Thursday, October 28

The Virgin of the Muela and capitalism

My grandmother did not like politics being discussed at the table. It was like conjuring war, and with fear in the body, the food does not settle. Nowadays the word capitalism happens to me, it goes around in my head, but I never know which table to place it on, it is as if it were choking me.

This month I have met the Virgen de la Muela in the parish of San Cristóbal de Boedo. My mother was born on the day of the feast of the virgin, August 8, but until now she had only told us about the feast, not about the virgin. And that she has it easy, because frequently the conversation about the recurrent loss of one of her dental prostheses comes out on the table and, in addition, she has a neighbor across the door, on the other side of the mat, a dental clinic, which is what really saves her. Religion no longer saves nor is it the opium of the people, as we were able to see when the meager departure from Sunday mass was present. I begin to think that capitalism is the people’s own opium: it creates artificial and fiscal paradises, generates addiction and suffering, debt and kills. It is almost like God, it is not named but it is present everywhere: in the working conditions of our daughters, in the mental health of those around us and their kits of psychotropic drugs; in the housing and electricity markets, in the fearful and defensive attitudes of the people, in the climatic emergency situation, in prisons, on the borders and in the new geographies of exploitation.

To speak of capitalism is not only to speak of economics, nor of past times, nor of Marx, nor of being from The Party, nor from the defeated side. It is talking about our things of eating and living. It is knowing where you are even if you publish the advertisement of your life on the beachfront on your Instagram profile and in store surveys to place yourself in an aspirational social class rather than a real one.

The capitalist strategy in its look Neoliberal is not only economic, it sneaks into your wardrobe, injected into your veins, into subjectivities. It encourages us to transform our behaviors to be able to individually assume the risks involved in a debt that the system itself generates at the same time that it is charged in our lives. From “inclusion through employment” we have moved to “inclusion through finance.” And in that family photo we all come out: salaried, unemployed, self-employed, rentiers, without papers and pensioners. The social risks assumed collectively by the welfare state become increasingly the responsibility of each person and their individual risk of indebtedness, the work of women and their ability to generate primary social networks of support. We transform into clients or users in debt of capitalists, drug traffickers and administrations. As the sociologist and philosopher Maurizio Lazzarato says, privatizing the supply of services means eliminating the political dimension of social demand and its collective form. The State, once freed from the expectations, rights and equality that struggles entail, will be able to assume the functions that neoliberalism has reserved for it: it will become a strong State for a “free economy”, deregulated and predatory; a strong and authoritarian state for the weak (the dispossessed) and weak and submissive with the strong (the proprietors).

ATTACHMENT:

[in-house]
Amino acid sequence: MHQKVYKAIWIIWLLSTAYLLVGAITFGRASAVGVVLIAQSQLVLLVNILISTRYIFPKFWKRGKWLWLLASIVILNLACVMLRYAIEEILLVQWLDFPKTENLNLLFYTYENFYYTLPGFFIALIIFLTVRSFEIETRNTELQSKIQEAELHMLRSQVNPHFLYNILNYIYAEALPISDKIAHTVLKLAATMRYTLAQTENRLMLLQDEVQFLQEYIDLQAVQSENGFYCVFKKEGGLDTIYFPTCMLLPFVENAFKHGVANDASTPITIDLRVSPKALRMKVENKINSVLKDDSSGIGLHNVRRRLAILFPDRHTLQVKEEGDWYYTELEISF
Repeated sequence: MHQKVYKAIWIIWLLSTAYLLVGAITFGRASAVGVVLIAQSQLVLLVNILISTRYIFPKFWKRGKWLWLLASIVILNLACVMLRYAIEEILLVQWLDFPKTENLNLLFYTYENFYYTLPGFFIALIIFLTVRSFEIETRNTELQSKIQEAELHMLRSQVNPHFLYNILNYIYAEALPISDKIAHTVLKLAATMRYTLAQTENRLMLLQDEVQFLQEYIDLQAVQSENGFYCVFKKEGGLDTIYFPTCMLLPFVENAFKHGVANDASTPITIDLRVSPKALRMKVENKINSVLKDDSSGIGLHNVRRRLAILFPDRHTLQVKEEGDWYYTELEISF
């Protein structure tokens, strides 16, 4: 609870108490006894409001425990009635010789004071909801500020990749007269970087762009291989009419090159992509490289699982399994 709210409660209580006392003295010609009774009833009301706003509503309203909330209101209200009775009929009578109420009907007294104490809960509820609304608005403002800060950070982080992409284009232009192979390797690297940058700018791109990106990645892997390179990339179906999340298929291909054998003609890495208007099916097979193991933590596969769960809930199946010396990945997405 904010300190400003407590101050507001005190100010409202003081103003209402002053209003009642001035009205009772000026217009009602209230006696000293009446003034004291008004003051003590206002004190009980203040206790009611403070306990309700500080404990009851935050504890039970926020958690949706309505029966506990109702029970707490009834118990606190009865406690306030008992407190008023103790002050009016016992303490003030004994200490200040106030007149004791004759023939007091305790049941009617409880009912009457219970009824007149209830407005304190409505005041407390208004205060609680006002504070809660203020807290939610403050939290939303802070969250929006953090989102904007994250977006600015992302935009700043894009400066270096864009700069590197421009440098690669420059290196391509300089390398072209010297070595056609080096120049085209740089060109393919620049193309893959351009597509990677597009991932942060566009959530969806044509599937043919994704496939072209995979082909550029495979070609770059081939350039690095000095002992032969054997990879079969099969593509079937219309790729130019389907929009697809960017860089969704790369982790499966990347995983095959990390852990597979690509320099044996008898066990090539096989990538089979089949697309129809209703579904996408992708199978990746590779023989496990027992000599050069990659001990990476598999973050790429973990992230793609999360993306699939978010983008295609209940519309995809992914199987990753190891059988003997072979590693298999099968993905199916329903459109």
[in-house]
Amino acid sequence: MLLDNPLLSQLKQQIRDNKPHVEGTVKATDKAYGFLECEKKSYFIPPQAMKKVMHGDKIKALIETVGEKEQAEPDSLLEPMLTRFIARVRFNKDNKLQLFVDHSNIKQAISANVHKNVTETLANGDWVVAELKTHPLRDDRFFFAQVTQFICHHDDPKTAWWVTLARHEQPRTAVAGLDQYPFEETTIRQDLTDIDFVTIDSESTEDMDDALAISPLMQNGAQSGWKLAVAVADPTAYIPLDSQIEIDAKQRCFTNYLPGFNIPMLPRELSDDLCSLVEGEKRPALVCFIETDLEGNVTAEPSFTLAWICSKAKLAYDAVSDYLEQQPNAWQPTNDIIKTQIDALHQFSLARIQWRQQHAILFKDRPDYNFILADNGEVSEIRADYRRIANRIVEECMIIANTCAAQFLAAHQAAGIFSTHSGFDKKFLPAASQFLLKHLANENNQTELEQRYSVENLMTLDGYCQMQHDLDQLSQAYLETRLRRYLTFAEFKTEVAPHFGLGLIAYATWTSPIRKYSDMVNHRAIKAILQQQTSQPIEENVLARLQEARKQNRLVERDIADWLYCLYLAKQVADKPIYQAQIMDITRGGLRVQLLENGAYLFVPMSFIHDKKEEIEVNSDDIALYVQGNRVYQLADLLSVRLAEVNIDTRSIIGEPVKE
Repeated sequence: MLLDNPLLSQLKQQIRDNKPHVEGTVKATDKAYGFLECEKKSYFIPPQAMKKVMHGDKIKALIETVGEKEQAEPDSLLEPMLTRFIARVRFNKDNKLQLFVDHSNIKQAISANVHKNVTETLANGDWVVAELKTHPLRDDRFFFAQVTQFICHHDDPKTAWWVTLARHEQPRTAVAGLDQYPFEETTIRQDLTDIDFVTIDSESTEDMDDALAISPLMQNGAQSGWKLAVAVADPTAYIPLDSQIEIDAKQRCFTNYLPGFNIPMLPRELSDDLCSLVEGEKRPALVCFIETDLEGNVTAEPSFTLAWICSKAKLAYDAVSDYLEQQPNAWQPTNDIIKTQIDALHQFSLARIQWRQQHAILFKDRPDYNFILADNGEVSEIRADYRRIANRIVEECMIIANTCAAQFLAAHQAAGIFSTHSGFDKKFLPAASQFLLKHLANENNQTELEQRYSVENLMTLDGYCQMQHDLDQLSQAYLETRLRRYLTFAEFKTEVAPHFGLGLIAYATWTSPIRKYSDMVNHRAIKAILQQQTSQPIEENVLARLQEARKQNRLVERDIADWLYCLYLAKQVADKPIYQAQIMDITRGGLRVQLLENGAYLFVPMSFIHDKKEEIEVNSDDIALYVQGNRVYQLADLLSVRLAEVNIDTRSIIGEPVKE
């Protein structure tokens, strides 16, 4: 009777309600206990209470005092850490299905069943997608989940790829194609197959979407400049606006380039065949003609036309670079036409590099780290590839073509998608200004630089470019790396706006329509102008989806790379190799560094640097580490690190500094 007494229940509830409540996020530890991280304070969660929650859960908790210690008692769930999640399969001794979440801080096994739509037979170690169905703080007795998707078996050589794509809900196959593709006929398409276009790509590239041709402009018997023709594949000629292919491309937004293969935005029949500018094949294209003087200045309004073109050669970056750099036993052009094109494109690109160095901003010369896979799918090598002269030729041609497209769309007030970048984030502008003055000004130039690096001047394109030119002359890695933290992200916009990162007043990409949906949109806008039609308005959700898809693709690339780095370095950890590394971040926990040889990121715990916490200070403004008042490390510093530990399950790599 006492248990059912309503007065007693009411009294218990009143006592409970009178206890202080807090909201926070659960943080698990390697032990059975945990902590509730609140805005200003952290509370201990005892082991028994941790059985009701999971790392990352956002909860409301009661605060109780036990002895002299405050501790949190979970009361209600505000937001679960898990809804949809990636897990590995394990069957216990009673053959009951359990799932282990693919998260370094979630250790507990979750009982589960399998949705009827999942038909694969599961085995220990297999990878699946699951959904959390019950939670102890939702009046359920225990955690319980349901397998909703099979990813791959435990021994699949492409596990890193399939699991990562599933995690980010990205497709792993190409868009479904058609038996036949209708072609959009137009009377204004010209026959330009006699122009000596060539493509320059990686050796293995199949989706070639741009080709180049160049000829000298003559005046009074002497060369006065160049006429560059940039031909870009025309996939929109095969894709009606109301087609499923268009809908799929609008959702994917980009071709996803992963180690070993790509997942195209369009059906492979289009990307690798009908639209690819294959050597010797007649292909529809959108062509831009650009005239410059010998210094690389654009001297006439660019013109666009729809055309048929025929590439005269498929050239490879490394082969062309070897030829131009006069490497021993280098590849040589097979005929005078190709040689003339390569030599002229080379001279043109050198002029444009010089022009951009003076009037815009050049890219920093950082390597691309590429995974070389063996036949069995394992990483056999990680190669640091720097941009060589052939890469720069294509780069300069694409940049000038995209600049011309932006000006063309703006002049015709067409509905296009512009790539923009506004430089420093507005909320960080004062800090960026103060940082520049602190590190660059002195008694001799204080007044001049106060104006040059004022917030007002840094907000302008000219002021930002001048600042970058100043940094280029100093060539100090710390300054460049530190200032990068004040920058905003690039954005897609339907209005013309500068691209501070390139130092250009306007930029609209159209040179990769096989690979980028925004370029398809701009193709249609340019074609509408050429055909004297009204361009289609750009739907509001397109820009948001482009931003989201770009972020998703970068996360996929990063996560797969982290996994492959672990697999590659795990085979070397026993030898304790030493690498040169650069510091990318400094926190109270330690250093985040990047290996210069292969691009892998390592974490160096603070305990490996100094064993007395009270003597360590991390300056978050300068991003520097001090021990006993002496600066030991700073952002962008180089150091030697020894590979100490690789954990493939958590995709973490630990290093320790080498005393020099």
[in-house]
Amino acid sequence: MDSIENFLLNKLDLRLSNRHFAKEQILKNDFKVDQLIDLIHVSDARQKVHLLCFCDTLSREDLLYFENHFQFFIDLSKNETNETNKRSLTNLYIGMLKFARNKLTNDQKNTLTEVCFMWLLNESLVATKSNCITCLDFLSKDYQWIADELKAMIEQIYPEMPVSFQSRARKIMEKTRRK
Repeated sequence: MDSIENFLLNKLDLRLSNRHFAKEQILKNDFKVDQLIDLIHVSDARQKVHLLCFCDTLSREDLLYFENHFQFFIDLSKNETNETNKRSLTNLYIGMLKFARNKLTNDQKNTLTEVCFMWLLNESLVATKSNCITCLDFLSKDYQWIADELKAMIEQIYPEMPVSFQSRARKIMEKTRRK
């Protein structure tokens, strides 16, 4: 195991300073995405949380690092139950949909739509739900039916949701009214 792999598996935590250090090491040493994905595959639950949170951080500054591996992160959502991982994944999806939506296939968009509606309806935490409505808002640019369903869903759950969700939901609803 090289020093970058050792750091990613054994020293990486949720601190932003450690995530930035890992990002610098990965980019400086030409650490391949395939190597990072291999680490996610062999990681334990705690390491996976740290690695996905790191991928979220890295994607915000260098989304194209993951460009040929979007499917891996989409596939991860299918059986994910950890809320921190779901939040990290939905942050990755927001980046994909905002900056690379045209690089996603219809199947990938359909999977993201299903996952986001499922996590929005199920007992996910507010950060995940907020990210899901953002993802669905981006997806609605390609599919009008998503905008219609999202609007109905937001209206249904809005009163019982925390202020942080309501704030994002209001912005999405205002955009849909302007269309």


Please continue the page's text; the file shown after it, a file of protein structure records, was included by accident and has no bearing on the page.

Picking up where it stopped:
The capitalist strategy in its look ultraliberal and neo-fascist is in favor of a strong state, on the one hand, to repress and wage war on minorities, migrants, women, sexual dissidents and of all kinds, and, on the other, to build the market, the company and especially the property in a biocidal direction. Following Lazzarato, the capitalist strategy uses democracy as an empty shell because, in these circumstances, they are favorable to it. It does not retain the aspect of the conqueror or the imperialist as in the colonization era: it prefers to retreat within the limits of the nation-state and hide behind a tangle of parent and subsidiary companies and international trade and investment treaties. He is rather defensive, fearful, anxious, aware that the future is not on his side. Anti-Semitism has given way to the phobia of Islam and migrants. With the new fascisms, the agenda remains that of neoliberalism with a touch of nationalism. There is an air of family that runs through capital and fascism, that the 20th century has brought to light and that the 21st century proposes again, in new forms. Through racism and sexism, the system makes possible the false promise of making every white man an owner in fear of being robbed: “They steal our jobs, our women, invade our territories …”.

Racism, sexism and, where appropriate, war and fascism are the only ones capable of ensuring the political continuity of expropriation and plunder when the situation hardens, when the more autumnal times of capitalism require wrapping your body with new layers of human tissue.

I hope that the Virgin of La Muela, wrapped in her white cloak, knows how to repay the debt that the capitalist system has with her and take care of Pilar when winter arrives. Pilar, the woman of more than 80 years who takes care of herself, her house and the church, who returned to her village to take care of her sick mother after migrating to Germany to work in a chain in textile manufacturing for more than 15 years. I lost confidence in religion and capitalism when I was young and almost evenly, but the Virgin of La Muela has made me sympathetic because she brought a smile to our table and allowed me to talk about capitalism in my own way.

Leave a Reply

Your email address will not be published. Required fields are marked *